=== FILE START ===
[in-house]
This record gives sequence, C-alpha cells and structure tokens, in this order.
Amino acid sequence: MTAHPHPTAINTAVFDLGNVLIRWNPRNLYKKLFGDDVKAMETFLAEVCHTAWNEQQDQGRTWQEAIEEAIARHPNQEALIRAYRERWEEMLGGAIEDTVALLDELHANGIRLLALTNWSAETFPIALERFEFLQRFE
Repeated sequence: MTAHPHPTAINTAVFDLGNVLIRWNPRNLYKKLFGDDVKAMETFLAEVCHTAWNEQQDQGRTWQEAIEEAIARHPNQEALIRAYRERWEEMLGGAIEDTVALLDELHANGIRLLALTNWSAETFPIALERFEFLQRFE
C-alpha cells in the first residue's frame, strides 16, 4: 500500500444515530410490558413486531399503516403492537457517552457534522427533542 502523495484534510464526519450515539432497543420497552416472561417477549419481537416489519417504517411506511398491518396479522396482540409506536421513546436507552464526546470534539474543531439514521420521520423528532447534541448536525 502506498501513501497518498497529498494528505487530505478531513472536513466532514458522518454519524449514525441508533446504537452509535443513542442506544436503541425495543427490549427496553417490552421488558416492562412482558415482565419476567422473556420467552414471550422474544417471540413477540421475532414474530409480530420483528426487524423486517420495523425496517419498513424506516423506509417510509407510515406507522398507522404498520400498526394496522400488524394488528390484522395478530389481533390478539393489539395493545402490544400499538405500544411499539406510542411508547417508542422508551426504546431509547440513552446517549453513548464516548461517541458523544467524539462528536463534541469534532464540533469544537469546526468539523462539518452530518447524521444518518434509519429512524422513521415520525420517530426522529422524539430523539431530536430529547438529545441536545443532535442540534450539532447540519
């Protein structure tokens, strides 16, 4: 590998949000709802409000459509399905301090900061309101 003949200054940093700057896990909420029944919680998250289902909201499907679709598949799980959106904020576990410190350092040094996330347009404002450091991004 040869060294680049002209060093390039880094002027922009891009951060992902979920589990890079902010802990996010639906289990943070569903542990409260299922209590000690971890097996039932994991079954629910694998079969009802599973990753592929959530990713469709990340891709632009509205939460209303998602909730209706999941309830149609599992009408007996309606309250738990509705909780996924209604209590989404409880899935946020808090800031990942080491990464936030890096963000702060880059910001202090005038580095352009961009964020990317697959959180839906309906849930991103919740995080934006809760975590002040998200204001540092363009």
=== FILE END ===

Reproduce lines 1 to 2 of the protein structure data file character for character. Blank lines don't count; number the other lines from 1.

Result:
[in-house]
This record gives sequence, C-alpha cells and structure tokens, in this order.